Ravens Training Camp Opening Day: Observations and Review


I was fortunate enough to be one of the lucky few to get ParkingPanda.com to load at just the right moments when Ravens fans literally fried their servers to get passes to Training Camp and scored Day 1 tickets to Training Camp.  As a foreward before I get into my observations and a review, I should note that I moved to Westminster in Fall 2007, and had a run of a few years attending camp at McDaniel.  When they moved, I understood, but I felt shafted as a fan.  The stadium practices are great, and I encourage all who read this to attend the one on Saturday July 21st, but the Ravens just seemed to be lacking the personal touch of the old McDaniel camp days…


So, to get this out of the way for those who just want the Nuts and Bolts…




Today was a “Shells and Shorts” day, seeing as it was the first day of camp, so lots of non-contact, simply running and movement drills for the players.  As such, it’s hard to gauge a lot of insight from what we saw on the field at practice, because the men separate themselves from the ghosts when the hitting starts (Clarence Moore comes to mind).


Notable Abscences – Apart from the known PUP players (Yanda, Quincy Adeboyejo, Bam Bradley, Jaylen Hill, Vince Mayle), two rookies were missing from the field today:

  • Mark Andrews was dealing with a “muscle tissue issue” (Try saying that five times fast) and is day to day.  It’s not a great development, as that term is about as medically certain as “ants in the pants”, but until it lingers, it doesn’t seem to be serious
  • Greg Senat suffered an undisclosed injury and will miss 1-3 weeks.  Given that Senat is a developmental flier at OT, this likely puts him even more likely to end up as an IR stash or Practice Squad player.  It helps that Ravens open camp early this year, so 1-3 week setback would have him returning 2nd week of August, or basically halfway through camp.  But, Senat certainly needs all the reps he can get, and he’s missing them now.


Injury Updates

  • Jimmy Smith did some work on the side early on in practice with Brandon Carr, but amazingly actually got into a few of the 11 on 11 drills by the end of practice.  He’s certainly taking it slow and easy, as he eases back from a torn Achilles, but being in on 11v11 drills Day 1 is a big step
  • Marshal Yanda remains on PUP, but Harbaugh shed some more light on his situation, revealing that in addition to the ankle injury he was rehabbing from last year, Yanda also had shoulder surgery earlier in the offseason.  Still on track to be back by Week 1, and Harbaugh added that IF this was Week 1 today, Yanda would likely play, but certainly a situation that we may have to keep an eye on as Yanda gets older and is starting to deal with some nagging injury issues


General Observations

  • I was sitting by the defense most of the day, so I missed a lot of the WR/TE/QB work, but I definitely saw less flutter on Lamar Jackson’s passes than showed up on replays from minicamps.  Jackson had some real good throws today and a REALLY good elusion on a sack that was whistled early (Want to avoid contact), but he was still alive and looking down field
  • To that note, I liked that I saw Joe Flacco working off with Michael Crabtree one on one when they weren’t involved in the 11v11 drills.  Say what you will about Flacco and if/how often he got together with his WRs, but it looks like he is working to get the rhythms down with his top guys early on
  • Breshad Perriman will have his roster bonus picked up as he tries to earn a spot, but shocker, he dropped a pass in non-contact drills today.  The crowd reacted as you would expect.
  • When I arrived about 40 minutes before practice began, the first guy out on the field was Tim White, who was running sprints by himself.  And he was one of the last guys off the field at the end.  That certainly shows some of the dedication to earning a spot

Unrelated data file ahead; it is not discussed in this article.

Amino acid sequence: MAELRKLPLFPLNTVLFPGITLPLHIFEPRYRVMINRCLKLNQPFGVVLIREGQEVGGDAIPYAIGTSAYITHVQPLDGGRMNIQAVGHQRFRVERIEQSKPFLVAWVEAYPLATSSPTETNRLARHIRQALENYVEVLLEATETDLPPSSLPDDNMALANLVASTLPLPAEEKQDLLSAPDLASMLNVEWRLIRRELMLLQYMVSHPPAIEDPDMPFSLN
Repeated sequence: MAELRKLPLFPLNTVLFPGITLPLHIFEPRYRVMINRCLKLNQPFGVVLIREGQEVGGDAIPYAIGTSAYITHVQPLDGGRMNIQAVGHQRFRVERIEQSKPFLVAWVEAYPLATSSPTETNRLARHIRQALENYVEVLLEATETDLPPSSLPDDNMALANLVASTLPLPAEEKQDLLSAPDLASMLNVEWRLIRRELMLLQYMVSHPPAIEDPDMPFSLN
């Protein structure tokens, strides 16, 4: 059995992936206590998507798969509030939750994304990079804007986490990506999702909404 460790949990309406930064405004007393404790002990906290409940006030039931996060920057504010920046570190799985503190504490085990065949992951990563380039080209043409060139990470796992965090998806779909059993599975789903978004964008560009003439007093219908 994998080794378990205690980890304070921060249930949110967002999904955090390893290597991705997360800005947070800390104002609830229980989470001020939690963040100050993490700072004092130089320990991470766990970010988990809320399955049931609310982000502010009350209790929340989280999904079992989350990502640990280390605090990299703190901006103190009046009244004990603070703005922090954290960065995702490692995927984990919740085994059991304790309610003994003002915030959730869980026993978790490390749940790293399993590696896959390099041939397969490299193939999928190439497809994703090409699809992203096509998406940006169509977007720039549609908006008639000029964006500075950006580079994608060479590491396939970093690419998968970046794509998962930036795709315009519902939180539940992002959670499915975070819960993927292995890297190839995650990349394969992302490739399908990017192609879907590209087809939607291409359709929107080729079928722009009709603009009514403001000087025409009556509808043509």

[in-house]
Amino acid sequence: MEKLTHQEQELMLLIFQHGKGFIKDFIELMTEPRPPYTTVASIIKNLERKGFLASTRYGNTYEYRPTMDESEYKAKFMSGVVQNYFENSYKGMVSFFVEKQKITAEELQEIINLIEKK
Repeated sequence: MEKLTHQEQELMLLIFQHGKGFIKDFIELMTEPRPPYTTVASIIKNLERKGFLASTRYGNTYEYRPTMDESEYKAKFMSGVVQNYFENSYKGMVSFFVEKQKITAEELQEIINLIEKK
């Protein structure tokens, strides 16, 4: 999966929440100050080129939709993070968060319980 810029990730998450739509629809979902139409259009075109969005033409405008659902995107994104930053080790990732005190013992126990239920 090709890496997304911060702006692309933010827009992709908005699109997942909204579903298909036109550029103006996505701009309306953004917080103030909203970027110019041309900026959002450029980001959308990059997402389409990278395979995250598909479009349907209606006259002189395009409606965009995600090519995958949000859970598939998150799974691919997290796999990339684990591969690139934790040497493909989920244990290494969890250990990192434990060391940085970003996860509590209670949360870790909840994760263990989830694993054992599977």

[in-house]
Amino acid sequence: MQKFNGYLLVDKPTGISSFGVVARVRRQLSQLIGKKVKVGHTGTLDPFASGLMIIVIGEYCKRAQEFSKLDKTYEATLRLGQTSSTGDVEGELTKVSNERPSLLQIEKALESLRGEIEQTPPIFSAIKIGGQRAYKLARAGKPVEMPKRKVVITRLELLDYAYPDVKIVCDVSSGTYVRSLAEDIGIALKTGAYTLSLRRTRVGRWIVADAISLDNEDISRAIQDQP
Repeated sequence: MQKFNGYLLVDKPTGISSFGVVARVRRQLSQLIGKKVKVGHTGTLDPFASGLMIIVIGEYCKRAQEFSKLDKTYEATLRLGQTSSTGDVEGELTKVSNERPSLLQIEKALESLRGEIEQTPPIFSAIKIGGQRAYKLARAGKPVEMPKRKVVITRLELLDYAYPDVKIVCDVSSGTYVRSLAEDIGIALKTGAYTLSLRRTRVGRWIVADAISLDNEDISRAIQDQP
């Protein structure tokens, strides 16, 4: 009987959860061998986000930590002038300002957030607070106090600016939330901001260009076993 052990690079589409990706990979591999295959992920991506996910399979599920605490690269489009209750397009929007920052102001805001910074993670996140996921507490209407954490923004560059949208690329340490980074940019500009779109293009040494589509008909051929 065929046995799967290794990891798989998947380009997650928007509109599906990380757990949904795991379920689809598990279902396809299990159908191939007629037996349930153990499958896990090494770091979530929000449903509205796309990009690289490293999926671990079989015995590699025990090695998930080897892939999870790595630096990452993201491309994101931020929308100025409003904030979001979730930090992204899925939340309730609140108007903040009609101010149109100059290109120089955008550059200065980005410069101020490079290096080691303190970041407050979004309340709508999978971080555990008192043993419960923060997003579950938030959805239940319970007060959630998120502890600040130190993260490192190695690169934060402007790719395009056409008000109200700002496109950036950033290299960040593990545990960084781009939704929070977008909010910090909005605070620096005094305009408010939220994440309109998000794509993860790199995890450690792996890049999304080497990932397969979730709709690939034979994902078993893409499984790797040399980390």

• While it is too early to declare 1st Team or Starters, a few guys I noticed getting paired up with the big names
    • The 1st Team OL seemed to be Stanley-Lewis-Skura-Hurst-Brown Jr.  This is a variation on what we saw in the last minicamp, which was Hurst at LG, Skura at RG, and Lewis at C.
    • Willie Henry and Brent Urban seemed to rotate pairing with Brandon Williams and Michael Pierce.  I would expect them to rotate those two situationally.
    • Kamalei Correa is fully working as an OLB, as he was grouped with Judon, Bowser, and Myles Humphrey, while the ILB group was Mosley, Onwuasor, McClellan, Young, Alvin Jones, and CJ Board
  • The mood of the club certainly seems upbeat, as I saw at various times: Suggs humping a trash can, Brandon Williams getting a trashcan put over his head (willingly), and several cheers from the team on big plays in 11v11 (The defense even seemed to cheer a tough catch made against them in one series)
  • Justin Tucker clanked a FG attempt of about 50 yards at one point during practice.  Seeing as I was watching him earlier bang them from 70, I am not concerned.
  • The Ravens did seem to employ a fair bit of 2 QB packages while practicing, so it seems like they are working to install some creative plays to get Jackson or RG3 on the field with Joe.  I like this development.


PLAY OF THE DAY – Early on in 11v11 drills, Lamar Jackson flicked a long bomb that was caught by Jordan Lasley for a TD.  It was mostly yards in the air, not yards after the catch.





Before I go into my review, I should touch on the truth that today was DAY 1 of this experience.  The team hasn’t had to accommodate 2,000 fans at the Castle before.  Last year, except for three Stadium Practices, they didn’t accommodate fans at all.  I can appreciate that this operation has a lot of pieces, a lot of moving parts, and like a new restaurant opening, will take some time to get it totally right.


I arrived at the facility about 5 minutes after the “Gates Opened” and by that point, there were probably at least 150-200 fans already there.  I’m not sure if the Ravens had allowed fans to enter before the official “Gate Entry” time, but by the time we got in, they were directing people to park on a large flat grass area that had been spraypainted in a “parking lot grid”.  Mind you, this is NOT the Overflow Parking that the team cautions about, which is located at nearby Northwest Regional Park and is accessed by shuttle bus.  I’m not sure if the Ravens plan to eventually pave this area, but my first observation was “Wow, either the place is already packed, or Plan A was to park the extra fans on a grass lot from the get-go”.  A little odd, but I have to give a lot of credit to the HUGE number of event staff who were keeping traffic and directions flowing in a very informative manner.  Once you proceed to the facility, you register with a staff member (I suspect partially that this is for promotions and mailing list reasons, but also partially to have a physical register of the people on site at any time) at one of 6 stations and are given wristbands (One for adults, one for kids 6-14 who can get autographs at the end).  You go through a mild security check (Keys, Cell Phones out, bag check, etc), and then you are in.  That process ran very smoothly because, again, the Ravens had a number of staff ready to accommodate a large rush of people entering.  You are also given a water bottle and a roster card upon entering (The roster card is common, the water bottle was a nice touch, as it can be a defacto souvenir for the kids, and even be used to get autographs in a pinch)